The more you know (about great photography) the less pictures you take?

Started 5 months ago | Discussions thread
jrtrent
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Re: The more you know (about great photography) the less pictures you take?
In reply to trale, 5 months ago

trale wrote:

Over the last couple months, I've been watching "The Grid" series of videos put out by photoshop guru Scott Kelby and his pals.

I've learned a great deal from these videos, particularly from the critiques that they do, like this one . I've learned many of the ingredients of great (not just good) photo, elements like:

  • Good lighting
  • Good time of day
  • Interesting location
  • Interesting subject
  • Good composition
  • The right moment
  • Interesting perspective
  • Eliminating distractions
  • Good post processing

That's a very nice list, but whether it applies to any given picture or not depends on the purpose for which that picture was taken. Landscape photographer Brian Bower described several different types or purposes for photography:

  1. A simple record of a place that has been visited. There need not be time, skill, equipment, or inclination to worry about the quality or angle of lighting at different times of day or even of making a satisfactory composition, yet the photos will be satisfactory to the person taking them as memory jerkers of places seen.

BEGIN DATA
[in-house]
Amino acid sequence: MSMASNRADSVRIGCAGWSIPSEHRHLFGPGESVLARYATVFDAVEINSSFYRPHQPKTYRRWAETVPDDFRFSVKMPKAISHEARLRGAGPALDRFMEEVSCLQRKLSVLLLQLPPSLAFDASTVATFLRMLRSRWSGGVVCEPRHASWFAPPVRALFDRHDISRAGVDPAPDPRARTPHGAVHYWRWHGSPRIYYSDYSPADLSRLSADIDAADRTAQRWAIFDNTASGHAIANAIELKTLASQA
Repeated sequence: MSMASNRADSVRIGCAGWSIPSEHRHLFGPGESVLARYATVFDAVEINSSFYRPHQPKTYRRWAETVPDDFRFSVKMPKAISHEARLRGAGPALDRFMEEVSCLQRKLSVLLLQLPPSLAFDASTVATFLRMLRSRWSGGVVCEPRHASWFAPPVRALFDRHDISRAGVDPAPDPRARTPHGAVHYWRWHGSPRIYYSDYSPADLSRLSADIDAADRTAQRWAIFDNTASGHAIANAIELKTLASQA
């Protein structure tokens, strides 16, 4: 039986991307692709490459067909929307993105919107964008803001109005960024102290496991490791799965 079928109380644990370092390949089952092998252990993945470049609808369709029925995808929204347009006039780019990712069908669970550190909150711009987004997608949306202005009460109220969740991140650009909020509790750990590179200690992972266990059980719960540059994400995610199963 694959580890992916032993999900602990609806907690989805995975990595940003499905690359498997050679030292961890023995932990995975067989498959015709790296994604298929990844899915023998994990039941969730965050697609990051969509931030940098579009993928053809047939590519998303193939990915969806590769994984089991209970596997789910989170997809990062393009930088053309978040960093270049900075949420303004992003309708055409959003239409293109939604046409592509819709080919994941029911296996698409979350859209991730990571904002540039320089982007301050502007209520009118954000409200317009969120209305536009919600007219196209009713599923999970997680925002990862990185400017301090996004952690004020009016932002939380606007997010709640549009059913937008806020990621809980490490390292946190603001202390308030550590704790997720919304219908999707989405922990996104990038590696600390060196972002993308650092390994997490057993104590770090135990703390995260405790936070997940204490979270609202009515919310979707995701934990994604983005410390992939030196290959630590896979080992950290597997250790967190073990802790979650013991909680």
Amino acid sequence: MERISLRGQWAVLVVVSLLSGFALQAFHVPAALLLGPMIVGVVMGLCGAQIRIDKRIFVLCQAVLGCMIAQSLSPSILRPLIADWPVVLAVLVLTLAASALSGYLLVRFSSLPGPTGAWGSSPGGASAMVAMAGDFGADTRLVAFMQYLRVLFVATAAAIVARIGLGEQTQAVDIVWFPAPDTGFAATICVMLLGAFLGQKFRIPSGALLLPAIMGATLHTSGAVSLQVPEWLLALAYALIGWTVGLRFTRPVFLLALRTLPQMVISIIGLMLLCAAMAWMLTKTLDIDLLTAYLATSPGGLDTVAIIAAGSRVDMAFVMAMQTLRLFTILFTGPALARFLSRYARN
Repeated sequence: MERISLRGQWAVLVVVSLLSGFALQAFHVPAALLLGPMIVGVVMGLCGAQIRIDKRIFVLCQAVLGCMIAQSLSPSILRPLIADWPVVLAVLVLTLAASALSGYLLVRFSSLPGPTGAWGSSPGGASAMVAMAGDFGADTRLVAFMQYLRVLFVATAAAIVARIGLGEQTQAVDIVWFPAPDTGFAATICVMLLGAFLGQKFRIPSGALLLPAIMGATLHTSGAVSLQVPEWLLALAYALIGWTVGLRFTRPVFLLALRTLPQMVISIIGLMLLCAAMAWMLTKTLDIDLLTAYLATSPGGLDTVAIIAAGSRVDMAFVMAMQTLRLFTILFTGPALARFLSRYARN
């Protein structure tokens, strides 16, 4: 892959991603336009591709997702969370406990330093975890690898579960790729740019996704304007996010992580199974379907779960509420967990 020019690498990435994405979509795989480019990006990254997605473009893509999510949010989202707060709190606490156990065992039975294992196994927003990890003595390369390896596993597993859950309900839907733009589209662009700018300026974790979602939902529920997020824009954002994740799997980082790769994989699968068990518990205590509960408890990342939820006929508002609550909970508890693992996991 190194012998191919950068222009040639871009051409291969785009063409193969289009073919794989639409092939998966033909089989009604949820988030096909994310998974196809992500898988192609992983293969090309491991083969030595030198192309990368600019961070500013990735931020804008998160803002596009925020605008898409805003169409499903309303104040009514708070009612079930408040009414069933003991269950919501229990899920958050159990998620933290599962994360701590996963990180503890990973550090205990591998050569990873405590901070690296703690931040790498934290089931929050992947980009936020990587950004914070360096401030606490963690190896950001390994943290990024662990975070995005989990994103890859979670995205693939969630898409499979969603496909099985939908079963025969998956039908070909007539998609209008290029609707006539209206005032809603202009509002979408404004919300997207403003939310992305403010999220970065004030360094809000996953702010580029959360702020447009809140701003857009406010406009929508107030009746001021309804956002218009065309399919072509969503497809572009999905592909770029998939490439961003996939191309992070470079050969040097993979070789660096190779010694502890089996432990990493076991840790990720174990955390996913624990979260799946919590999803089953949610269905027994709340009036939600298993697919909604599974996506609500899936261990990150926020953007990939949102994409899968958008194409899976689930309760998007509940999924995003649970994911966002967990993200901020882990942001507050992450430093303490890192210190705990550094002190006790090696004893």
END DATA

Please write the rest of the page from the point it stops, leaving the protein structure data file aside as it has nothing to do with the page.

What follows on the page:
2. The more serious photographer wants something better but also may not have time to explore as many viewpoints as he'd like or to return when the light is better, but with a good background of experience in technique, lighting, and composition, he will endeavor to make the best images he can under the constraints of time and with the equipment at his disposal.
  3. Truly dedicated scenic photographers have a clear idea of their objectives and will persevere until they achieve them. They have the means to schedule visits for the best times of year, more time to explore different angles and points of view, to wait for weather conditions suitable for his ends. Bower includes professionals such as those working for advertising agencies or providing illustrations for books or magazine articles as being among these dedicated photographers.
  4. The final group is that of the "artist photographer," who uses a landscape merely as a vehicle through which he communicates ideas or feelings. His concern is not a literal depiction of the scene before him, but how he can use what's before him to convey an abstract idea or use it as a metaphor. Bower gives John Blakemore's Wind series and Paul Hill's images of the Engish Peak District as examples.